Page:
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UK becomes first country to approve three-parent in vitro fertilization

BIRMINGHAM, ENGLAND - JANUARY 22:  Editors Note: This image may have been digitally manipulated for confidentiality to remove any patient identidy data. A mother tends to her one-day-old baby daughter inside an incubator in the Neonatal Intensive Care Unit at Birmingham Women's Hospital on January 22, 2015 in Birmingham, England. Birmingham Womens Hospital provides a range of health services to women and their families using the latest scientific procedures and care. Last year the maternity unit delivered over 8,000 babies, cared for 50,000 patients and performed over 3000 procedures in its state of the art theatres. The hospital is also home to world renowned research  scientists, fertility clinic and the national sperm bank.  (Photo by Christopher Furlong/Getty Images)
Christopher Furlong/Getty Images
A mother tends to her one-day-old baby daughter inside an incubator in the Neonatal Intensive Care Unit at Birmingham Women's Hospital on January 22, 2015 in Birmingham, England.

Members of the British House of Commons passed a measure that makes the U.K. the first country in the world to allow three-parent in vitro fertilization (IVF) to families who don’t want to worry about passing on incurable genetic diseases to their offspring.

Members of the British House of Commons passed a measure that makes the U.K. the first country in the world to allow three-parent in vitro fertilization (IVF) to families who don’t want to worry about passing on incurable genetic diseases to their offspring. The British House of Lords, the other house in British Parliament, will still have to vote on the measure.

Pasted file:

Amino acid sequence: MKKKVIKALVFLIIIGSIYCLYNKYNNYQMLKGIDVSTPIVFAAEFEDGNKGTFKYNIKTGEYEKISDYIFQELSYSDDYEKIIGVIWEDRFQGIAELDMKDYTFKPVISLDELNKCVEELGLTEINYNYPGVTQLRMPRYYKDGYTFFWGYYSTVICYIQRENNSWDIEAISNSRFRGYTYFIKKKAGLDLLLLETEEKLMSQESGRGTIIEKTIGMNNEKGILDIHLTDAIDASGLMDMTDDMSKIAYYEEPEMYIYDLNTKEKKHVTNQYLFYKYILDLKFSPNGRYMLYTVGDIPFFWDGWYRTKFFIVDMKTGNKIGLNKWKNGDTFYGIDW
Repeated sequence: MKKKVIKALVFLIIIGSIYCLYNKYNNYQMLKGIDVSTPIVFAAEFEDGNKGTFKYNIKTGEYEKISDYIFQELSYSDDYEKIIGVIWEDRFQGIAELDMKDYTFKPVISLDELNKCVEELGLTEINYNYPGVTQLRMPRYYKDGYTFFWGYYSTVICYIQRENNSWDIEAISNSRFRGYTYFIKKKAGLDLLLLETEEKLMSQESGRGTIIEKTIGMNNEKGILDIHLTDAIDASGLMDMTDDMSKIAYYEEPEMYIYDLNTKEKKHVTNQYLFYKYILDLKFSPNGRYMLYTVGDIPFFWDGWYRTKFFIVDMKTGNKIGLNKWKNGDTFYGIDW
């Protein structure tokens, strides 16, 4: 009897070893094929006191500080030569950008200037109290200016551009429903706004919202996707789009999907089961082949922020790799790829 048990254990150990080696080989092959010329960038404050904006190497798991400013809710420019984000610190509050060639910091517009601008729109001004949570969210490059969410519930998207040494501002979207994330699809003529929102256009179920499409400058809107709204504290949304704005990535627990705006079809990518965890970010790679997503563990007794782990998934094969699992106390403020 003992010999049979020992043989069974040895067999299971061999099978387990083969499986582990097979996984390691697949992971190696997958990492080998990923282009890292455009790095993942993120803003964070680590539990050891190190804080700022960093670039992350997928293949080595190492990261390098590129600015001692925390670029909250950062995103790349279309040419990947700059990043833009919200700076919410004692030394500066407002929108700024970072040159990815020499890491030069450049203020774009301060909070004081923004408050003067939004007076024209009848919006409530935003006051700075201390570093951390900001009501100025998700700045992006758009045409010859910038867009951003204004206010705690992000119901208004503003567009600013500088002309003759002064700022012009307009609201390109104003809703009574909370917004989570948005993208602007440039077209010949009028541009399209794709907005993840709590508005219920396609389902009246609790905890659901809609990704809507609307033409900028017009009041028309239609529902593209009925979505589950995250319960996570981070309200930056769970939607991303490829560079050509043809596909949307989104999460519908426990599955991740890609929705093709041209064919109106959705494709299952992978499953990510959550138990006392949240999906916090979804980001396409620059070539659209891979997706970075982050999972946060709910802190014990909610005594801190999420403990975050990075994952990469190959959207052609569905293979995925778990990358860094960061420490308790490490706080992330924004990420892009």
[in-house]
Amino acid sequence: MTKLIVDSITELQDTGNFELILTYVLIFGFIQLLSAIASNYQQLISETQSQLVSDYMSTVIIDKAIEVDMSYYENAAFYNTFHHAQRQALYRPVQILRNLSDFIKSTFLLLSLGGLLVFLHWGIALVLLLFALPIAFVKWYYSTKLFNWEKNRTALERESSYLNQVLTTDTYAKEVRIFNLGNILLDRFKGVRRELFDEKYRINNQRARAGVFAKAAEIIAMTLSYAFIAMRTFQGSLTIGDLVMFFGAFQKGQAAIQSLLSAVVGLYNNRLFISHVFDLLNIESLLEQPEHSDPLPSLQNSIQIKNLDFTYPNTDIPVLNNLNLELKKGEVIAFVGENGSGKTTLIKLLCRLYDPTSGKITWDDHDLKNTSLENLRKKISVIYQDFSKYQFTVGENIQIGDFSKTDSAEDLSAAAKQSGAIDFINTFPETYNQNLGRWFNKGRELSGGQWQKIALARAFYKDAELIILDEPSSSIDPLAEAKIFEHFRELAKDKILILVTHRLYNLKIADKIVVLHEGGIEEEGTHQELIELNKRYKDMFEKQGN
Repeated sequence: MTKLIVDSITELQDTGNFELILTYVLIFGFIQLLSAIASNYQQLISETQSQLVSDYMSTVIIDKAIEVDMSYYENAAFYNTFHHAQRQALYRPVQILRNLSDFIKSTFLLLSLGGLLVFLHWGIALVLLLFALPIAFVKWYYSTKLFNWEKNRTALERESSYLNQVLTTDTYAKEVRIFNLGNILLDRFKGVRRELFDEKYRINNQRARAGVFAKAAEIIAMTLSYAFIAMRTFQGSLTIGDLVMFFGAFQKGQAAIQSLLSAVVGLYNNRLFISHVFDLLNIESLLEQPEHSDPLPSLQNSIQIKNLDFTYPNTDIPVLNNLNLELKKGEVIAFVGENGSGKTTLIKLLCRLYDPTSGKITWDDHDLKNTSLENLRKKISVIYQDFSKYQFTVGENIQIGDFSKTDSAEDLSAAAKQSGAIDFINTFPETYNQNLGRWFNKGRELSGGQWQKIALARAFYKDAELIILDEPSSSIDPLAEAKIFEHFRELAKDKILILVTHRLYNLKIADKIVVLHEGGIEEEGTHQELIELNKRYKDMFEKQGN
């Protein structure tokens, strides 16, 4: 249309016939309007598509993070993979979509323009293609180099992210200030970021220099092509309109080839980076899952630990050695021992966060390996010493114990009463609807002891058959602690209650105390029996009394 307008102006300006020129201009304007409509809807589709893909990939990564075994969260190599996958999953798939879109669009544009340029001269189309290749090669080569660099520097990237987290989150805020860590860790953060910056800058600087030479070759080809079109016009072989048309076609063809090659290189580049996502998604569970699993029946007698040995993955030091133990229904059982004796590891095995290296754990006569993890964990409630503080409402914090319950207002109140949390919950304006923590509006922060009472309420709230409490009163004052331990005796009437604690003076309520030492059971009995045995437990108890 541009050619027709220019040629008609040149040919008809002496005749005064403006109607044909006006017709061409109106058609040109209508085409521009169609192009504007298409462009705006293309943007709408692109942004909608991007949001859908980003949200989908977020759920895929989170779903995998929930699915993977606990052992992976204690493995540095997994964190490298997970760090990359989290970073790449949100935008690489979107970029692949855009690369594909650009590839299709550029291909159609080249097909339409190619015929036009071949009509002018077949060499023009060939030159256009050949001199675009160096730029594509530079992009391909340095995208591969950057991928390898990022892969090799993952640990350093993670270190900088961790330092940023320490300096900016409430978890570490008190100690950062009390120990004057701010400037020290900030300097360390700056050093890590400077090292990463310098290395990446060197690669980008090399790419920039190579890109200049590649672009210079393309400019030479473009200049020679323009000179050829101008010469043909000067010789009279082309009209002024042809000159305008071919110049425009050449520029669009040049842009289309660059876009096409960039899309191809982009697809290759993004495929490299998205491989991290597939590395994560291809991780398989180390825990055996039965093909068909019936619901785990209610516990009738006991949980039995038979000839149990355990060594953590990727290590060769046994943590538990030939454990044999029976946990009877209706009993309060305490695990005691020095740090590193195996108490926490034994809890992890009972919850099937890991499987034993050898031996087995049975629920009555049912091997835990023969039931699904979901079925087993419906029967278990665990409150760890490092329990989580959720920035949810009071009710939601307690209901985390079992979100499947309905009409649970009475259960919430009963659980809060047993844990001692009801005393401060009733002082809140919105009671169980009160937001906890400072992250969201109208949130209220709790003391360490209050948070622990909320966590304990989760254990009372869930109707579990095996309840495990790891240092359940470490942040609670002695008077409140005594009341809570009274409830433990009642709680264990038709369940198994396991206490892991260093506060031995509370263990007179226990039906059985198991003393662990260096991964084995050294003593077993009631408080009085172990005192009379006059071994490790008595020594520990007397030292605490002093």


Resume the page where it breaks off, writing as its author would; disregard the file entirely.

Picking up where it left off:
The specific technique that is being debated is called mitochondrial donation. It is still in the research stage in the U.S. and U.K. and involves removing faulty mitochondrial DNA during the fertilization process that could cause things like brain disorders, heart problems, and muscular dystrophy. It’s often referred to as “three-parent IVF” because the child would have DNA from a mother, a father, and a female donor.

Supporters of the technique say it will allow parents, especially those who are aware of genetic diseases they could pass on to their offspring, the chance to have a child that will live without pain or suffering. Opponents are concerned that there hasn’t been enough research and testing done, and that it would allow “designer babies” because the technique involves planting genetically-enhanced embryos into women.

Do you think this technique should be approved? What are the advantages and disadvantages of this procedure being approved? Should people be allowed to have a “designer baby” if they want one and can afford it?

Guests:

Dieter Egli, Ph.D., senior research fellow at the New York Stem Cell Foundation, a non-profit organization working to accelerate cures for the major diseases of our time through stem cell research.

Marcy Darnovsky, Ph.D., executive director of the Center for Genetics and Society, a nonprofit organization working to encourage responsible uses and effective societal governance of human genetic, reproductive, and biomedical technologies.

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